1982 Buick Grand National Regal (top); 1984 Chevy Monte Carlo SS (bottom); images by the author.
Editor’s note: This or That is not a comparison report between two vehicles, but rather a feature that enables us, in an idyllic world, to add a collectible vehicle into our dream garage on a weekly basis, but with a catch: We can only pick one vehicle from this pairing and it has to be for enjoyment purposes rather than as an investment.
Featured in this edition of This or That are two midsize cars from the downsized era: a 1982 Buick Grand National (that model year is not a typo) versus a 1984 Chevrolet Monte Carlo SS (the car pictured above was modified; for factory-stock specs click here). Snicker if you wish; however, both the Buick and the Chevy are considered performance cars for various reasons, not least of which is the fact that – aside from their names suggesting as much – stock car legends such as Petty, Waltrip, Earnhardt, Yarborough, Allison, Gant and Pearson all had a turn behind one or the other, or in some cases, both makes in race trim. For that reason alone, the two GM models have intertwined backstories, as we’ll discuss here. If you want to read more than we provide here, both cars were former subject material in our Hemmings Muscle Machines magazine.
If you thought Buick first released the Grand National in 1984, guess again. To understand how the “GN” came into fruition, we need to quickly look back at Detroit in the Seventies and its effect on NASCAR. The Big Three, already pressured to adhere to changing CAFE standards knew that, regardless of the fuel crisis, it was time to make a real effort to stem the rising import tide by removing girth from their fleet, particularly (pertinent to this feature) the midsize cars. GM struck first in 1978; Ford and Chrysler followed by 1980. Just how much reduction occurred? The wheelbases were shrunk from a general range of 112 – 115 inches to roughly 108 to 112 inches. Coupled with smaller bodies, several hundred pounds of mass, in some instances, had been shaved, thus helping increase efficiency.
The downsized cars, in turn, posed a challenge for NASCAR and its teams, which, since the top-touring series’ inception, required the use of the latest body styles (no more than three years old most seasons). Although NASCAR knew of the move towards smaller cars as early as 1976, the ’77 rules mandated the continued use of the old 115-inch wheelbase chassis. The reason, according to NASCAR president Bill France, Jr., was simple. “In order to curb expenses, the teams will be permitted to use equipment they already have instead of letting new equipment become obsolete in a short time.” This, it seems, was a direct reference to the inconsistency between manufactures making reduction changes, in addition to the disparity between corporate sponsored teams versus those that didn’t, the latter of which were still a very intricate part of NASCAR’s weekly success. By the time the 1980 season concluded, many teams were using body designs that were as many as five years old.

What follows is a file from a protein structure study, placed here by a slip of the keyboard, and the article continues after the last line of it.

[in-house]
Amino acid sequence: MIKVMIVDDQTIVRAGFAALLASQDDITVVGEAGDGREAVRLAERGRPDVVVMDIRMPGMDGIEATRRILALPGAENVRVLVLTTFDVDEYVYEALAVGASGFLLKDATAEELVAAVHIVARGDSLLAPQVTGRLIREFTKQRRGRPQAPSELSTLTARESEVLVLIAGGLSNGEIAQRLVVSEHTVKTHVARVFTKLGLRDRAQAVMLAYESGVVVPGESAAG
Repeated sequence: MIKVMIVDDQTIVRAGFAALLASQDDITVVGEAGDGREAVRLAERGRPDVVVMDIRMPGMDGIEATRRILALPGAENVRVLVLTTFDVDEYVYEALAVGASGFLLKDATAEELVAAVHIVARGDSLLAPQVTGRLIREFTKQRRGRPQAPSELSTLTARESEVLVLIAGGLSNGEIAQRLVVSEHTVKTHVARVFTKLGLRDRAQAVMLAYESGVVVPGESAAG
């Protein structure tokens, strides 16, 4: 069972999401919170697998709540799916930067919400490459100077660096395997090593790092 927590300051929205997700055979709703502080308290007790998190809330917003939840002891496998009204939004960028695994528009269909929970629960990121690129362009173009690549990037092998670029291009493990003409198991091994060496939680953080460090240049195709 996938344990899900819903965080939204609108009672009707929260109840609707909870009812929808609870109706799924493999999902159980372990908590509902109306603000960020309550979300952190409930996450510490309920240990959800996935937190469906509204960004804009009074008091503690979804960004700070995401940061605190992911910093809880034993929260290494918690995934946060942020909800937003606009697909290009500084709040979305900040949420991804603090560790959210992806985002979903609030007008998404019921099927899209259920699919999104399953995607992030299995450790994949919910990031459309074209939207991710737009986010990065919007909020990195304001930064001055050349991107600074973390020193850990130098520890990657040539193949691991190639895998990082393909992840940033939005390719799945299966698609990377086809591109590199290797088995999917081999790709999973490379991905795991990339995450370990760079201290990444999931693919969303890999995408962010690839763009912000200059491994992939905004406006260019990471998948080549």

NASCAR’s expected change to the downsized designs was finally written into the 1981 rule book, with one exception: the season-opening race at California’s (now defunct) Riverside International Raceway would be the last appearance for the 115-inch wheelbase cars, although new 110-inch cars would be permitted to compete. By the time everyone arrived in Florida for the Daytona 500 (the ’81 season’s second points race) teams were required to run the new cars. Earlier, NASCAR had approved 12 models from eight manufactures. They were: Buick Regal; Chevy Monte Carlo and Malibu; Chrysler LeBaron; Dodge Mirada; Ford Thunderbird and Granada; Mercury Cougar XR-7 and Monarch; Olds Cutlass Supreme; and Pontiac Grand Prix and Le Mans (this list changed in the years that followed, notably with the addition of Chrysler’s Imperial). Before one asks, NASCAR permitted body lengths to be stretched or shortened to conform to the new 110-inch wheelbase rule.